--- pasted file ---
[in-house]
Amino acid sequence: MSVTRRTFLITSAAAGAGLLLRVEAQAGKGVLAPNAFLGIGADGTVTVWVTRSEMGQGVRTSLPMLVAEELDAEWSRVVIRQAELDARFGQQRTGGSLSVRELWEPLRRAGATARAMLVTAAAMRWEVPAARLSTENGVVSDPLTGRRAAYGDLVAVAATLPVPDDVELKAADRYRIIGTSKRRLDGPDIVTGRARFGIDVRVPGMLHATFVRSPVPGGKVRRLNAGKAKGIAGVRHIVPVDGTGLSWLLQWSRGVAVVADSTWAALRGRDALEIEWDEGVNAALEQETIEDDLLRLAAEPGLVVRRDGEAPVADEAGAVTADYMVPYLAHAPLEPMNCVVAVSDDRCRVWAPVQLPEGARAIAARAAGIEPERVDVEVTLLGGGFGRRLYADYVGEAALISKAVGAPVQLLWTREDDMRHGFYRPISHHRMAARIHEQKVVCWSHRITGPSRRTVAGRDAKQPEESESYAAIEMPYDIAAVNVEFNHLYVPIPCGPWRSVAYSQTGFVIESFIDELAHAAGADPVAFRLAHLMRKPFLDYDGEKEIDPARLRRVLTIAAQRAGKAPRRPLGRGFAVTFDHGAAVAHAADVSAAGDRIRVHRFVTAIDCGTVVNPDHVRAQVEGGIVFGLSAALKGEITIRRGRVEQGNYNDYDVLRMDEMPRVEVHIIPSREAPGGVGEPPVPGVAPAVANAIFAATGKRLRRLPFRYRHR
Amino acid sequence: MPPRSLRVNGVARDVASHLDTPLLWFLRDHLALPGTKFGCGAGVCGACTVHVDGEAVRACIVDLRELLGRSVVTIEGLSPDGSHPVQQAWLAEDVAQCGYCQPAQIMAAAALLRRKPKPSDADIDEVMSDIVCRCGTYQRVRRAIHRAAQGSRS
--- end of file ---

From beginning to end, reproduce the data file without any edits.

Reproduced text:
[in-house]
Amino acid sequence: MSVTRRTFLITSAAAGAGLLLRVEAQAGKGVLAPNAFLGIGADGTVTVWVTRSEMGQGVRTSLPMLVAEELDAEWSRVVIRQAELDARFGQQRTGGSLSVRELWEPLRRAGATARAMLVTAAAMRWEVPAARLSTENGVVSDPLTGRRAAYGDLVAVAATLPVPDDVELKAADRYRIIGTSKRRLDGPDIVTGRARFGIDVRVPGMLHATFVRSPVPGGKVRRLNAGKAKGIAGVRHIVPVDGTGLSWLLQWSRGVAVVADSTWAALRGRDALEIEWDEGVNAALEQETIEDDLLRLAAEPGLVVRRDGEAPVADEAGAVTADYMVPYLAHAPLEPMNCVVAVSDDRCRVWAPVQLPEGARAIAARAAGIEPERVDVEVTLLGGGFGRRLYADYVGEAALISKAVGAPVQLLWTREDDMRHGFYRPISHHRMAARIHEQKVVCWSHRITGPSRRTVAGRDAKQPEESESYAAIEMPYDIAAVNVEFNHLYVPIPCGPWRSVAYSQTGFVIESFIDELAHAAGADPVAFRLAHLMRKPFLDYDGEKEIDPARLRRVLTIAAQRAGKAPRRPLGRGFAVTFDHGAAVAHAADVSAAGDRIRVHRFVTAIDCGTVVNPDHVRAQVEGGIVFGLSAALKGEITIRRGRVEQGNYNDYDVLRMDEMPRVEVHIIPSREAPGGVGEPPVPGVAPAVANAIFAATGKRLRRLPFRYRHR
Amino acid sequence: MPPRSLRVNGVARDVASHLDTPLLWFLRDHLALPGTKFGCGAGVCGACTVHVDGEAVRACIVDLRELLGRSVVTIEGLSPDGSHPVQQAWLAEDVAQCGYCQPAQIMAAAALLRRKPKPSDADIDEVMSDIVCRCGTYQRVRRAIHRAAQGSRS